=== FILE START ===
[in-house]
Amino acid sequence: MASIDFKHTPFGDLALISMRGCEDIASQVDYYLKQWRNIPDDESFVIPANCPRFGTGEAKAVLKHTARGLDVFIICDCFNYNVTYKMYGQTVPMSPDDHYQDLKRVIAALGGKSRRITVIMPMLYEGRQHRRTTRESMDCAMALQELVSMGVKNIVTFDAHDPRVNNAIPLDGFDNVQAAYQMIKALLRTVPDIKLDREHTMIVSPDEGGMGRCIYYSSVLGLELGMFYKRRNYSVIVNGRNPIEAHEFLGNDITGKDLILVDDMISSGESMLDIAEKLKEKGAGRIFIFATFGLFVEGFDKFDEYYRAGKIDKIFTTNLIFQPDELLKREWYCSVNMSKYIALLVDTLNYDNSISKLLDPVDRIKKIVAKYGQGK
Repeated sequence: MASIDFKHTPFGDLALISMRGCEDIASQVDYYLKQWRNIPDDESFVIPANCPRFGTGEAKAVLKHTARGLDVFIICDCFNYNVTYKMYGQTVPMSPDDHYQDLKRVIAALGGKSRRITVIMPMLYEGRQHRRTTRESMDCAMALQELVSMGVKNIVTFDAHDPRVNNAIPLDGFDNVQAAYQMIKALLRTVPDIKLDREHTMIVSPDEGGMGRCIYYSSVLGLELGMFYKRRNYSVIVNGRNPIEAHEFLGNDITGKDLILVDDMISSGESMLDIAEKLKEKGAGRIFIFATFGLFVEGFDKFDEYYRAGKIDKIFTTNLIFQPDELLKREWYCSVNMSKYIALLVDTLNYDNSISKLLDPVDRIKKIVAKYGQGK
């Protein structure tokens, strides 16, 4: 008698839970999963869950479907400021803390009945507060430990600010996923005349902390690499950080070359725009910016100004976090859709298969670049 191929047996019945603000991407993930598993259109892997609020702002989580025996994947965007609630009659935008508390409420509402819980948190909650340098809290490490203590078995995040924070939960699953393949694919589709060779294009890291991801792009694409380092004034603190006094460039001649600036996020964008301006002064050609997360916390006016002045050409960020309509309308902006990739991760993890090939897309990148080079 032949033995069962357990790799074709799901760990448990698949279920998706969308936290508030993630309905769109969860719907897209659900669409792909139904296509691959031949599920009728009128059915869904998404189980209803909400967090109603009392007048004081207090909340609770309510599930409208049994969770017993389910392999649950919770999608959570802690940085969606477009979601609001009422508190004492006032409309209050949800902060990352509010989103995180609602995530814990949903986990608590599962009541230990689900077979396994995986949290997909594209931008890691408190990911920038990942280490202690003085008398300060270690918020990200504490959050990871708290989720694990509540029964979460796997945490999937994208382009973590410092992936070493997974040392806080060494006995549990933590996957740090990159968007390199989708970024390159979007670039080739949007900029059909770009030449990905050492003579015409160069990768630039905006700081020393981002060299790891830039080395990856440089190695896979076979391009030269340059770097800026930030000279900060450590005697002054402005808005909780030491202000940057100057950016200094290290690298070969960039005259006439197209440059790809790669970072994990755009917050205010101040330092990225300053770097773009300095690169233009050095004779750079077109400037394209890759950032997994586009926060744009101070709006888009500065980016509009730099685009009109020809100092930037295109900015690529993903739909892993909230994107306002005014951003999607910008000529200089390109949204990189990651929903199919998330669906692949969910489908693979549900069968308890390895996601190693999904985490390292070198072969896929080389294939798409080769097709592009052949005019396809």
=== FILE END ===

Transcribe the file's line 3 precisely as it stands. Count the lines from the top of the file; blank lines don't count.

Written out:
Repeated sequence: MASIDFKHTPFGDLALISMRGCEDIASQVDYYLKQWRNIPDDESFVIPANCPRFGTGEAKAVLKHTARGLDVFIICDCFNYNVTYKMYGQTVPMSPDDHYQDLKRVIAALGGKSRRITVIMPMLYEGRQHRRTTRESMDCAMALQELVSMGVKNIVTFDAHDPRVNNAIPLDGFDNVQAAYQMIKALLRTVPDIKLDREHTMIVSPDEGGMGRCIYYSSVLGLELGMFYKRRNYSVIVNGRNPIEAHEFLGNDITGKDLILVDDMISSGESMLDIAEKLKEKGAGRIFIFATFGLFVEGFDKFDEYYRAGKIDKIFTTNLIFQPDELLKREWYCSVNMSKYIALLVDTLNYDNSISKLLDPVDRIKKIVAKYGQGK